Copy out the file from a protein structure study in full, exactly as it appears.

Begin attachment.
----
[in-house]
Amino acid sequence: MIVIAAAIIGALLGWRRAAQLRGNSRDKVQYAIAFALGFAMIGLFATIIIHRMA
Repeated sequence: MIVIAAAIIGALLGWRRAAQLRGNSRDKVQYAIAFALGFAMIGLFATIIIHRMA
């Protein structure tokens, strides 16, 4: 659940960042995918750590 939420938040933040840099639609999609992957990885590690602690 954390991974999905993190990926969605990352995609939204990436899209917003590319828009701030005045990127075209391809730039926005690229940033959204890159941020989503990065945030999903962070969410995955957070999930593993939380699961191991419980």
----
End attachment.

[in-house]
Amino acid sequence: MIVIAAAIIGALLGWRRAAQLRGNSRDKVQYAIAFALGFAMIGLFATIIIHRMA
Repeated sequence: MIVIAAAIIGALLGWRRAAQLRGNSRDKVQYAIAFALGFAMIGLFATIIIHRMA
């Protein structure tokens, strides 16, 4: 659940960042995918750590 939420938040933040840099639609999609992957990885590690602690 954390991974999905993190990926969605990352995609939204990436899209917003590319828009701030005045990127075209391809730039926005690229940033959204890159941020989503990065945030999903962070969410995955957070999930593993939380699961191991419980």